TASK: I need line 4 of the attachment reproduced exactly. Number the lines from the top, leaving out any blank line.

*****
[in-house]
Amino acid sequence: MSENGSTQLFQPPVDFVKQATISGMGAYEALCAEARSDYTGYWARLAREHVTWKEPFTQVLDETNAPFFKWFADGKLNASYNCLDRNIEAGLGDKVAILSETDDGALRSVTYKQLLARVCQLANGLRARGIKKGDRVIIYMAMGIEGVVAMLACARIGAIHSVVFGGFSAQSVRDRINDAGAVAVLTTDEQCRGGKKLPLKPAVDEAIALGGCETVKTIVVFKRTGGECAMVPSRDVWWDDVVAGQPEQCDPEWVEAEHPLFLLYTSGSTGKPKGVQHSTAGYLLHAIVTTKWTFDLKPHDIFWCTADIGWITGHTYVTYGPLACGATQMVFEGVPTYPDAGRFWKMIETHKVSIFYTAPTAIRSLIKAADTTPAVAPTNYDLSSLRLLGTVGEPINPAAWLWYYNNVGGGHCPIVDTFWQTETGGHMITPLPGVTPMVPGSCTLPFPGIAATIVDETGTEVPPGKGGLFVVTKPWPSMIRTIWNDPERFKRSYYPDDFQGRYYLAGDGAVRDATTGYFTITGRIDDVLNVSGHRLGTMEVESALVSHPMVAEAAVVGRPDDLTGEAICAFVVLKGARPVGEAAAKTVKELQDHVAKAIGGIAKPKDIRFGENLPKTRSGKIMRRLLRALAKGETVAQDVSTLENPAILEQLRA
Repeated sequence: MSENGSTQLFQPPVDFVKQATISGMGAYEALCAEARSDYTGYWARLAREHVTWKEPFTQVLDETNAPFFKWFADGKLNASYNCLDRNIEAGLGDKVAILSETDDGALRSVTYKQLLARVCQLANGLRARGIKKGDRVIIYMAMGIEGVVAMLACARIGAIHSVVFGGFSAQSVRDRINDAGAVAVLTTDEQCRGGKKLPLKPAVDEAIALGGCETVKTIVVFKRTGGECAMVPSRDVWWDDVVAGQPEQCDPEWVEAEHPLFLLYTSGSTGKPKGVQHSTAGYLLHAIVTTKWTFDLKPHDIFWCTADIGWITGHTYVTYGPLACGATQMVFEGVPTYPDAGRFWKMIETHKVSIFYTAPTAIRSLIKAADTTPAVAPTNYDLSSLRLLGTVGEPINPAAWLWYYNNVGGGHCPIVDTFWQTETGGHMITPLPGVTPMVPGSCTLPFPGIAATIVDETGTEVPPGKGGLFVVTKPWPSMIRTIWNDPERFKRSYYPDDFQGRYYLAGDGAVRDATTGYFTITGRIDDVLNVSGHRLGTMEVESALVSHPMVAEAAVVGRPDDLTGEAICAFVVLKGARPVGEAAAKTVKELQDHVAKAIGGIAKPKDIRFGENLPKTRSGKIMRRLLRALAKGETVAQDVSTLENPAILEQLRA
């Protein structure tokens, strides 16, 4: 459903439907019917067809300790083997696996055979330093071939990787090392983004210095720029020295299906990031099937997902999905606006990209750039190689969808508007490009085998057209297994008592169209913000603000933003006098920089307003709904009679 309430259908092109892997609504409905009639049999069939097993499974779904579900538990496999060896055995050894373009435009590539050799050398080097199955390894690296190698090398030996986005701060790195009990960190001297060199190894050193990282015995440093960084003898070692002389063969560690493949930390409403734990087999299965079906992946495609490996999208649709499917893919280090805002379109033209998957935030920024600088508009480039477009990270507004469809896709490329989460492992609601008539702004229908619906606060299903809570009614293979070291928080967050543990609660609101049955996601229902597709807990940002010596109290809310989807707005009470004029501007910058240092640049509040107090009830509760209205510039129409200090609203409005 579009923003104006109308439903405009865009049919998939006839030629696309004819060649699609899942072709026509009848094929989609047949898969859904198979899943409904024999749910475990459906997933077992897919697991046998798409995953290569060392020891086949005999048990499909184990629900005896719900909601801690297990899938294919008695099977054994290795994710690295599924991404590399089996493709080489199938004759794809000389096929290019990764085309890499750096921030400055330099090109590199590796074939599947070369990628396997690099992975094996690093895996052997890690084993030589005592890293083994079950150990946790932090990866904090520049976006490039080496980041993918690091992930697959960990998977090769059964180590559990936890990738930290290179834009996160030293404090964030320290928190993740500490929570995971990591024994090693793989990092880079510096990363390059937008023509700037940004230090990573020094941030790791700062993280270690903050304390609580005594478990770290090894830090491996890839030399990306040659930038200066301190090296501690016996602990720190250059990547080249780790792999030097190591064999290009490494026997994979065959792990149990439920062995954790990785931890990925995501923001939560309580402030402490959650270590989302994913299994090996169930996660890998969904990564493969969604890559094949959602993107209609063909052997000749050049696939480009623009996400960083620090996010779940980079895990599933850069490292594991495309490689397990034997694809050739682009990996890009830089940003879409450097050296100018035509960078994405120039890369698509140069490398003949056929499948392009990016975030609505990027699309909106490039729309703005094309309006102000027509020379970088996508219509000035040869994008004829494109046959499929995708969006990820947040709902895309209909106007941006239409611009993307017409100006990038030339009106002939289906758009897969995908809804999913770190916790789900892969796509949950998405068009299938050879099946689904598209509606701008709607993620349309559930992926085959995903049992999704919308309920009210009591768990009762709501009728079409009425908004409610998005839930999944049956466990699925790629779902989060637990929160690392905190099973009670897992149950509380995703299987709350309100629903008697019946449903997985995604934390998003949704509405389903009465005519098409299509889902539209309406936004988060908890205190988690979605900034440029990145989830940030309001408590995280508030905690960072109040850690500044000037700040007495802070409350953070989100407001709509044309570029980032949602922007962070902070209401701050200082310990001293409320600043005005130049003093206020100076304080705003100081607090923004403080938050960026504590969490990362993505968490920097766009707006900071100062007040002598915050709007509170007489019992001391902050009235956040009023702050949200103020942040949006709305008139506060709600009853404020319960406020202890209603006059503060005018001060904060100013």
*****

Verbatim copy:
């Protein structure tokens, strides 16, 4: 459903439907019917067809300790083997696996055979330093071939990787090392983004210095720029020295299906990031099937997902999905606006990209750039190689969808508007490009085998057209297994008592169209913000603000933003006098920089307003709904009679 309430259908092109892997609504409905009639049999069939097993499974779904579900538990496999060896055995050894373009435009590539050799050398080097199955390894690296190698090398030996986005701060790195009990960190001297060199190894050193990282015995440093960084003898070692002389063969560690493949930390409403734990087999299965079906992946495609490996999208649709499917893919280090805002379109033209998957935030920024600088508009480039477009990270507004469809896709490329989460492992609601008539702004229908619906606060299903809570009614293979070291928080967050543990609660609101049955996601229902597709807990940002010596109290809310989807707005009470004029501007910058240092640049509040107090009830509760209205510039129409200090609203409005 579009923003104006109308439903405009865009049919998939006839030629696309004819060649699609899942072709026509009848094929989609047949898969859904198979899943409904024999749910475990459906997933077992897919697991046998798409995953290569060392020891086949005999048990499909184990629900005896719900909601801690297990899938294919008695099977054994290795994710690295599924991404590399089996493709080489199938004759794809000389096929290019990764085309890499750096921030400055330099090109590199590796074939599947070369990628396997690099992975094996690093895996052997890690084993030589005592890293083994079950150990946790932090990866904090520049976006490039080496980041993918690091992930697959960990998977090769059964180590559990936890990738930290290179834009996160030293404090964030320290928190993740500490929570995971990591024994090693793989990092880079510096990363390059937008023509700037940004230090990573020094941030790791700062993280270690903050304390609580005594478990770290090894830090491996890839030399990306040659930038200066301190090296501690016996602990720190250059990547080249780790792999030097190591064999290009490494026997994979065959792990149990439920062995954790990785931890990925995501923001939560309580402030402490959650270590989302994913299994090996169930996660890998969904990564493969969604890559094949959602993107209609063909052997000749050049696939480009623009996400960083620090996010779940980079895990599933850069490292594991495309490689397990034997694809050739682009990996890009830089940003879409450097050296100018035509960078994405120039890369698509140069490398003949056929499948392009990016975030609505990027699309909106490039729309703005094309309006102000027509020379970088996508219509000035040869994008004829494109046959499929995708969006990820947040709902895309209909106007941006239409611009993307017409100006990038030339009106002939289906758009897969995908809804999913770190916790789900892969796509949950998405068009299938050879099946689904598209509606701008709607993620349309559930992926085959995903049992999704919308309920009210009591768990009762709501009728079409009425908004409610998005839930999944049956466990699925790629779902989060637990929160690392905190099973009670897992149950509380995703299987709350309100629903008697019946449903997985995604934390998003949704509405389903009465005519098409299509889902539209309406936004988060908890205190988690979605900034440029990145989830940030309001408590995280508030905690960072109040850690500044000037700040007495802070409350953070989100407001709509044309570029980032949602922007962070902070209401701050200082310990001293409320600043005005130049003093206020100076304080705003100081607090923004403080938050960026504590969490990362993505968490920097766009707006900071100062007040002598915050709007509170007489019992001391902050009235956040009023702050949200103020942040949006709305008139506060709600009853404020319960406020202890209603006059503060005018001060904060100013």